A couple of weeks ago we posted a newsletter discussing the possibility of humans falling in love with robots.
You’ve all seen the films and documentaries and now you’ve read the articles and studies but is it really possible?
Well, with recent advancements in AI – and certain future advances – making conversations with robots more ‘deep’, it could so herald a human/robot relationship. For example let’s look at Alexa as an example, in their recent updates Amazon has given it the ability to read a book, unlock the doors of your house and even start your car. You can largely engage in conversation with Alexa and it can even roleplay with you.
How long is it until AI becomes self aware? How long is it until AI can be spontaneous and recognise emotions and react accordingly? At the moment we don’t know if they ever will, but it certainly makes you think.
We live in a world now where we are constantly surrounded by technology with the ‘connected generations’ spending up to 20 hours a week browsing the internet. That’s almost a full day out of our week. What’s to say that can’t be replaced with spending 20 hours a week chatting to AI and, potentially, falling in love with it?
RE-UP Co-founder, Pierre and account manager, Lucile discuss the very real possibility of an implicit relationship with something which is… invented.
“I’m personally very attached to symbols in relationships, so if a robot technically fills in my “expectations checklist”, wouldn’t it work?”
Being addicted to someone you will never meet can prove to work: a voice (Scarlet’s or others), an epistolary exchange, and so on: long-distance relationships, chats, hotlines, dating apps. So in fiction or real life, not being able to see someone can still make us feel passionate about him or her.
But then, what’s different when there’s no “real human” behind?
Well, it depends whether or not technology would build a unique personality, some emotional attachment and a certain humour that ticks with us. I’m personally very attached to symbols in relationships, so if a robot technically fills in my “expectations checklist”, wouldn’t it work?
Also, in love, we need someone who cares about us, understands us and can act accordingly. As AI may soon surpass human intelligence and give robots a conscience, it would then be possible to be sitting in front of “someone” aware of its own existence and its surroundings.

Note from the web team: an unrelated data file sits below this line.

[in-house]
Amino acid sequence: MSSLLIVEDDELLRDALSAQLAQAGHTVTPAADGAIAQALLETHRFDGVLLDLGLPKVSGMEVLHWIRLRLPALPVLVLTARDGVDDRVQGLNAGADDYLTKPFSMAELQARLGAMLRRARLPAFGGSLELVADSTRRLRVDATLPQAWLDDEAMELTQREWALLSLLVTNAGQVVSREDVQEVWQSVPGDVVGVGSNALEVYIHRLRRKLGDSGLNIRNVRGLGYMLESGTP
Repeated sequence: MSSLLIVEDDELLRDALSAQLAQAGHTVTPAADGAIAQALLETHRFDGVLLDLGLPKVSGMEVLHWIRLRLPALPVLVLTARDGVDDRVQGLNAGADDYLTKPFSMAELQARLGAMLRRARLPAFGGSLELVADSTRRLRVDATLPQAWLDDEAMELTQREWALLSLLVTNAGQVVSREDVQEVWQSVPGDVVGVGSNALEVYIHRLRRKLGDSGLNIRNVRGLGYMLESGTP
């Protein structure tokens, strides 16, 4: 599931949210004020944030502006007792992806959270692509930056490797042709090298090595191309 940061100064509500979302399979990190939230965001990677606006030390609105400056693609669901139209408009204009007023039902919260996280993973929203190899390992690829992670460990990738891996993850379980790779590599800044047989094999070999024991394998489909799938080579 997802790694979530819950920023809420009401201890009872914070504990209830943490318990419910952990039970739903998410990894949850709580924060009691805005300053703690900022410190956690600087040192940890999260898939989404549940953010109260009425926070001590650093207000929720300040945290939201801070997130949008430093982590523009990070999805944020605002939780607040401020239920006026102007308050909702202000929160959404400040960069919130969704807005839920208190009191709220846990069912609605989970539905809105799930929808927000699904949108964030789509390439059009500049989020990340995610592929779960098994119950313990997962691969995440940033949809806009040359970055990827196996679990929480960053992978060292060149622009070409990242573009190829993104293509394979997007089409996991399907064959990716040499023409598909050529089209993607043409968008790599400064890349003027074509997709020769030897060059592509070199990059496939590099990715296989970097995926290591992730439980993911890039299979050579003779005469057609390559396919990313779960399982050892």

From a “them to me” perspective, it really looks like robots could tick the boxes. But then, what about the “me to them” and more generally, the reciprocity? Relationships make us learn from one another, grow together and be there for one another. I can foresee the need of a robot’s presence for the loneliest people. But then, would a robot need someone in return? And more importantly, would it love this person? It seems to me that only fake, simulated loving would happen from a robot, and not the true, genuine one. I guess only time will tell, with the technological advancements.
What’s sure for me: reciprocity, emotions and spontaneity are my marching orders, and I don’t feel that they would appear in human-robot relationships.
In the meantime: there are more than 7 billion people on the planet. So before we find the “one and only” robot love, shouldn’t we enjoy what’s already there?
“Some people revere their possessions like a house or a car sometimes more than other humans. For these individuals, the jump to AI is not impossible but to push it as far as making it a trend seems farfetched.”
I believe there often comes a point in one’s life when people you meet impress you more with their brain than their physical appearance.
Often shortly after you reach that post-pubescent state, or not so shortly after, lightning can strike by the sheer superiority of one’s brain.
With the recent developments of artificial intelligence, and after an impressive demonstration of what Alexa can do, I could now envisage the possibility of someone falling in love with AI more than with a robot.
Falling in love with a “superior’ intelligence and not with a cold sculpture made of metal, wires and printed circuit cards – and silicon to make it feel more human.
Some people revere their possessions like a house or a car sometimes more than other humans. For these individuals, the jump to AI is not impossible but to push it as far as making it a trend seems farfetched.
Love is made of a mix of surprises, unexpected behaviours, sometimes even little OCDs that make people you love unique, different and that will make you appreciate someone (or loathe them in equal measure sometimes).
It is the unpredictability that spices up a relationship. And a programme will probably never be able to replicate these erratic behaviours.
That people will appreciate AI and robots for what they will help achieve is undeniable, to push it to a love relationship is something else.
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